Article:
Which is why he thinks it’s an oversimplification to suggest more exercise is the ultimate solution for issues that are expressed by the body, such as obesity and related disease patterns: “You can stress the importance of sport and exercise all you want − and some of my colleagues do − but if people have a whole range of complex underlying problems, such as too little money to buy healthy food or too many worries to have any energy left to work on their fitness, you’ll first need to recognise those problems. In that case, the body is the place where these issues are most visible, but the cause is somewhere else.”

Tolerance of people whose bodies do not meet the standard has decreased

Statistics Netherlands calculated that on average, higher-educated people have fifteen more healthy years than the lower-educated, poorer part of the population. This distinction grew more pronounced in the past years, whereas tolerance of people whose bodies do not meet the standard has decreased.

“Society has become stricter”, says Van Hilvoorde. “The neoliberal vision of everyone being responsible for their own health has grown more and more dominant. I often hear people say they don’t want to fund someone else’s unhealthy behaviour. This means every individual is responsible for their own health, but the question is whether that’s really fair.”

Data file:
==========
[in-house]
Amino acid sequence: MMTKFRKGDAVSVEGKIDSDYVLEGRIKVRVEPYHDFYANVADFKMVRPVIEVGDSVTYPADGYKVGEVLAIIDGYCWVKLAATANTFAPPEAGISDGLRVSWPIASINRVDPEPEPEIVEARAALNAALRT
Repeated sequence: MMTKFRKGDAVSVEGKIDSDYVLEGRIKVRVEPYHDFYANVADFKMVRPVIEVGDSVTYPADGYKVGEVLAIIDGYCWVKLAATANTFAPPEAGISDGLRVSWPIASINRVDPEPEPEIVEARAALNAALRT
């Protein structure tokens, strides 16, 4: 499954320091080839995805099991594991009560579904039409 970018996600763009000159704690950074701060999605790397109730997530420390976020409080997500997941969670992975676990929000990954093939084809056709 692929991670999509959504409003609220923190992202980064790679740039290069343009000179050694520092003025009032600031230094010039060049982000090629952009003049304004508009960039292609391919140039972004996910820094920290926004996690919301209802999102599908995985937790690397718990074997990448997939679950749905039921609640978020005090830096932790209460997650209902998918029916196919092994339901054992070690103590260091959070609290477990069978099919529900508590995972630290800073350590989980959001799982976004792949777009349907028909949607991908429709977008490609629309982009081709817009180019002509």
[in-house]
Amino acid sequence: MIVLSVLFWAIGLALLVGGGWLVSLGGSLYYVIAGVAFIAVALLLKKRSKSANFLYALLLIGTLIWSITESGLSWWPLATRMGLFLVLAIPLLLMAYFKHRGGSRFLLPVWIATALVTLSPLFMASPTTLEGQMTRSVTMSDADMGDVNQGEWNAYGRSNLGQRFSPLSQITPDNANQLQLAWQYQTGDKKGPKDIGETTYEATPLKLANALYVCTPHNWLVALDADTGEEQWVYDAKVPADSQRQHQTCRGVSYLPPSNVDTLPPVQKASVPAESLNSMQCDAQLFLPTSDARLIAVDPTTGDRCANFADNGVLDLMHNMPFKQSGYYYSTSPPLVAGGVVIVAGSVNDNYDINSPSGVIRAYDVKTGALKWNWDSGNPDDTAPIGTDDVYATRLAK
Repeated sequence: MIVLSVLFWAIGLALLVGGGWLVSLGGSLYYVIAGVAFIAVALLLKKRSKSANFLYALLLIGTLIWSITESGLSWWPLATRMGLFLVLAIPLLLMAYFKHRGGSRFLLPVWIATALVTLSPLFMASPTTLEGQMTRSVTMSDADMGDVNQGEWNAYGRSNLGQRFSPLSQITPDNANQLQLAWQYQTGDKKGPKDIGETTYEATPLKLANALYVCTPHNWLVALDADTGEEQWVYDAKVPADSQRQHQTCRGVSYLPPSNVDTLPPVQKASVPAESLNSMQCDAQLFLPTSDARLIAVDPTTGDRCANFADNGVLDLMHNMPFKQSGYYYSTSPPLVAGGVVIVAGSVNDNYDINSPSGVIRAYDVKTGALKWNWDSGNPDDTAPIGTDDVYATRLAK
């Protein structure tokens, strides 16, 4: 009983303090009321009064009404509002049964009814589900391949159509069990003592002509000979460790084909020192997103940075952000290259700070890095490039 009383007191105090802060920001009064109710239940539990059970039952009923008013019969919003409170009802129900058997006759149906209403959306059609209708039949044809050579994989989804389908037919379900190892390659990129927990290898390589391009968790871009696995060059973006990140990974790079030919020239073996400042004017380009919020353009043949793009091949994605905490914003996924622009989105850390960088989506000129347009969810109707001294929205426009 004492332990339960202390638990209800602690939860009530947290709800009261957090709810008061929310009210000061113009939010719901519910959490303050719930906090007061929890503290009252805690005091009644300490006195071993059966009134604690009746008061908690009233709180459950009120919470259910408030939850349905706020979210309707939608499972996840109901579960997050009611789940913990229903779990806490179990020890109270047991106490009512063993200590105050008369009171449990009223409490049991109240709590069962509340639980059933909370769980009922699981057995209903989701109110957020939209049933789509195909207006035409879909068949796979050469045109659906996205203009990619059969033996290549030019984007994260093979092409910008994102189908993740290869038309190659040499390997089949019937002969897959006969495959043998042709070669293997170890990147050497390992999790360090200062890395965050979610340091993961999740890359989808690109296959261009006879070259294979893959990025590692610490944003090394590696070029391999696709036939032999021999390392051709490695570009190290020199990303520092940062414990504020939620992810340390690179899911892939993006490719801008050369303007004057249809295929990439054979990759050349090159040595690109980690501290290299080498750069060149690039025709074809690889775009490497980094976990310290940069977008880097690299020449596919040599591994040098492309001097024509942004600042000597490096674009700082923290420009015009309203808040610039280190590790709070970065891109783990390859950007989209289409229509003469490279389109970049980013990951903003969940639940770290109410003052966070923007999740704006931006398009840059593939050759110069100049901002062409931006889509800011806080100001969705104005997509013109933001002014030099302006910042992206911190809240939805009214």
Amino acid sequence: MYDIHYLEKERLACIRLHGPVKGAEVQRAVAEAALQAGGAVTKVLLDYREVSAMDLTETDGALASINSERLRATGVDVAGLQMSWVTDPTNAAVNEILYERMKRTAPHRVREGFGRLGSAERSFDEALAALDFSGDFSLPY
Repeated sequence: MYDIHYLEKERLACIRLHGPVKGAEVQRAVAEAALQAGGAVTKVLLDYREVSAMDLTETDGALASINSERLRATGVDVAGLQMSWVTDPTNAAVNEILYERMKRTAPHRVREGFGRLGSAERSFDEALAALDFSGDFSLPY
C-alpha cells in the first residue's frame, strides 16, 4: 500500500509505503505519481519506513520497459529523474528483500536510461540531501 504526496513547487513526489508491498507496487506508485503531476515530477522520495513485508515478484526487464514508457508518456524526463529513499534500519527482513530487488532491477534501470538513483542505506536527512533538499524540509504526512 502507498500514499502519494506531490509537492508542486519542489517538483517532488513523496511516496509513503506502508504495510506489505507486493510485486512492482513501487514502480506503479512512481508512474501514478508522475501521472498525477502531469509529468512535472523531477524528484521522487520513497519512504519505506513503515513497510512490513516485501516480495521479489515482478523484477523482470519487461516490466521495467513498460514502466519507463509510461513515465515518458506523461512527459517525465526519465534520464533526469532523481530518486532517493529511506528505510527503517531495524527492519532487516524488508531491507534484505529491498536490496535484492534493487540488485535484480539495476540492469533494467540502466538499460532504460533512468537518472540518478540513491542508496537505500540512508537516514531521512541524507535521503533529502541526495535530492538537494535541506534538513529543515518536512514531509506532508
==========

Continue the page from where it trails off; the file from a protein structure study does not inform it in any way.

Working at the idealised image

As early as the nineteenth century people didn’t only work out for their health, but also – and perhaps especially – to be found attractive. In that sense, those nineteenth-century gymnasts are not that different from modern-day influencers. What is different, is that the standard of what constitutes good looks has become narrower. The rise of social media and the wide range of cosmetic possibilities play a part in this. Straight white teeth, a smooth, tight skin, a slender figure with round breasts and buttocks (women) or the famous sixpack (men) have become the standard. Is that harmful? Van Hilvoorde thinks it is, to some degree: “Research shows that young people feel increasingly forced to meet this standard. This already starts with teenagers, who have strict ideas about what looks good and what deviates from the norm. That’s not always good for their self-image.”